On a trip up the north-west coast of Australia, 4X4 Australia and CamperTrailer Australia magazines joined forces to see just how far Isuzu’s D-Max LS-U and Mu-X LS-T, with camper trailers in tow, could get us.
This article was originally published in the October 2014 issue of 4X4 Australia.
Both these four-wheel drives have favourable reputations; the second-gen D-Max is running in the top 10 best-selling 4x4s of 2014 while its younger brother, the Mu-X, launched in 2013 is quickly finding its place in the Australian market, and is regarded as a strong and reliable family 4x4.
The Mu-X is the seven seat wagon version of the D-Max ute and it uses the same powertrain. So how did these four-wheel drives fare in the West Australian outback, towing camper trailers for more than 3000km over two weeks?
As far as utes go, the D-Max is attractive – it’s tough and masculine, and the smooth bodylines give it a touch of class. And it’s this toughness that makes it so popular. But, the interior is basic – even in the top-spec there’s nothing overly amazing about it. With synthetic seats and a dash that lacks brute masculinity it is just what you’d expect from a workhorse ute.
Yes, it’s got audio controls on the steering wheel, an audio unit with iPod and phone connectivity and a ‘sky sound’ roof-mounted sound system – the device connectivity is via an auxiliary point and the Bluetooth system can be a little jumpy. But this is about as fancy as it gets, there’s nothing that makes it stand out technologically from any other ute.
The tray has plenty of room for storage, but, as with all utes, it’s not water or dust proof so be wary. Given we were travelling through red dusty plains, over sand dunes, and at times through heavy rain, it was a good thing we had plenty of storage space in our Follow Me Campers trailers.
The seven-seater Mu-X has a lot more going for it. From the outside, the wagon is tough with a touch of elegance, making it a decent family wagon; for those wanting the best of both worlds, this is a reasonable option.
There’s plenty of room in the boot, and on our trip the Mu-X was our main storage vehicle. There are a lot of ‘stowaway’ spots in the Mu-X with two glove boxes, a top-box above the dash and plenty of cup-holders. Leather seats, and an infotainment system with GPS gives the wagon another up on the more workman-like D-Max.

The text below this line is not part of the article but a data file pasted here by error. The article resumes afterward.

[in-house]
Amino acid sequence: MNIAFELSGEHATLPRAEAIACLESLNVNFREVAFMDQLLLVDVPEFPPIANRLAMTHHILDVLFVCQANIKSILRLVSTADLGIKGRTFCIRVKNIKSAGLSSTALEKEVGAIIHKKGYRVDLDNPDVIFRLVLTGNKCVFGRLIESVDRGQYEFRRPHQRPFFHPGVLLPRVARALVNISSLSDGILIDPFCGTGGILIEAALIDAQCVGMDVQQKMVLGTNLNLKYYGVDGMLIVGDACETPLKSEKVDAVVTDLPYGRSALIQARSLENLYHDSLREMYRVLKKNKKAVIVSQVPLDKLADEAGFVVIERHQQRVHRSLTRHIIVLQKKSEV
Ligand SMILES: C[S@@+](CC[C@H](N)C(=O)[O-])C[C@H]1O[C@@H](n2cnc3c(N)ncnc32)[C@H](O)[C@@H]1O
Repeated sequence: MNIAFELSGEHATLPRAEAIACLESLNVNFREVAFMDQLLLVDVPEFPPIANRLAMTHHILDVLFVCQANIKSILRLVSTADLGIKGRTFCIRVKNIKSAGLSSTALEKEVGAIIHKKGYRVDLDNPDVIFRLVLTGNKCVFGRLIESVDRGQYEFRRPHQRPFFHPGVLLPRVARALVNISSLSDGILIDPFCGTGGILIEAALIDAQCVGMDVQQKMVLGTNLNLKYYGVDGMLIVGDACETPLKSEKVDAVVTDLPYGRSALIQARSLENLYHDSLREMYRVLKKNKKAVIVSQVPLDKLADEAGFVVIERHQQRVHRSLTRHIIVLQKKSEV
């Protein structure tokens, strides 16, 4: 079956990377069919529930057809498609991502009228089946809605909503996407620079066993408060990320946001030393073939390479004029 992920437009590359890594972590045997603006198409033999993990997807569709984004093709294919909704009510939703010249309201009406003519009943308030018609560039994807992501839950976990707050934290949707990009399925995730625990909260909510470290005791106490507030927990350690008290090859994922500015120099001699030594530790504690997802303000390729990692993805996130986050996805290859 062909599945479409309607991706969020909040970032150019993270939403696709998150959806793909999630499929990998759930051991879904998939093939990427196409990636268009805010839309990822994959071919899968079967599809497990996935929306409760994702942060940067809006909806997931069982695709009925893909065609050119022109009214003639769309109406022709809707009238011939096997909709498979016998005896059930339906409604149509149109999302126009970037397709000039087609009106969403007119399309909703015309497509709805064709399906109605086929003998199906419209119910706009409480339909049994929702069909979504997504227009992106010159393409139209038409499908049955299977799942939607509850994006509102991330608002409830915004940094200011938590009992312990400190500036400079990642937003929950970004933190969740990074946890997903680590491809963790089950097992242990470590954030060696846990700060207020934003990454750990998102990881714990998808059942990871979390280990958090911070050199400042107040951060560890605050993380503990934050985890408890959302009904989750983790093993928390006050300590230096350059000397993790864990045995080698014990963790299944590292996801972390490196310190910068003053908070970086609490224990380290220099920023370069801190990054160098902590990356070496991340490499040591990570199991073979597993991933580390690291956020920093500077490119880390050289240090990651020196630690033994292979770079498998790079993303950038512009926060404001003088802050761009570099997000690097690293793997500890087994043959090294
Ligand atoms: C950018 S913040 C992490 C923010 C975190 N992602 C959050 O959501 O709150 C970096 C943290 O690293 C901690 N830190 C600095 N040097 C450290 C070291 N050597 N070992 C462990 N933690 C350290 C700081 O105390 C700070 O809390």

Be warned, the audio unit uses a micro USB connection, so buyers will need to fork out more cash for an extra cord.
Neither the D-Max nor the Mu-X are particularly comfortable over long drives. If we had the choice, we’d change the seats to something with more support.
Given both vehicles share the same mechanicals, the drive experience is quite similar. They are both fuss-free and effortless with tolerable noise levels. Off the beaten track the vehicles are admirable, yet won’t earn the title as extreme off road front-runners anytime soon.
Standard on both the D-Max and Mu-X is cruise control, which worked against them on the steeper climbs on our trip up the north coast of Western Australia. With the cruise activated, the transmission held the higher gears a long time at the expense of vehicle speed so we opted to limit cruise control use to flat stretches only – despite driving for hundreds of kilometres a day. The extra weight of the trailers connected to the rear didn’t help either.
The Mu-X’s softer suspension calibration from its all-coil combination felt strong side winds along the coastal highway. The D-Max retains a work-ready leaf rear end which, combined with its larger footprint on the road, felt better planted in all conditions.
Both vehicles proved competent at towing. Over the two week journey we barely noticed the extra few tonnes loaded onto the back, except when the cars were chugging up those steep inclines.
The second-gen D-Max has a tow-rating of 3500kg, upped from 3000kg on previous models. While the Mu-X makes do with just 3000kg.
TECHNO NO SHOW
The D-Max’s inferior infotainment unit was an annoyance – driving for long distances warrants a better option for music. There was no USB connectivity option – only an auxiliary input – and no digital screen for a reversing camera or GPS. But this is a ute, after all.
The tray’s hardcover latches on the D-Max were also a weak point – the latches kept coming loose. A few readers have expressed similar experiences with the latches on the bonnet. Granted, we were driving over heavily corrugated roads, but being an off road vehicle, this shouldn’t be an issue. We made a stop at a local hardware store and managed to fix the latch, but then the second one started to fault. With the lid detached and constantly clunking for the final leg of our trip, it made it a bit of a drag.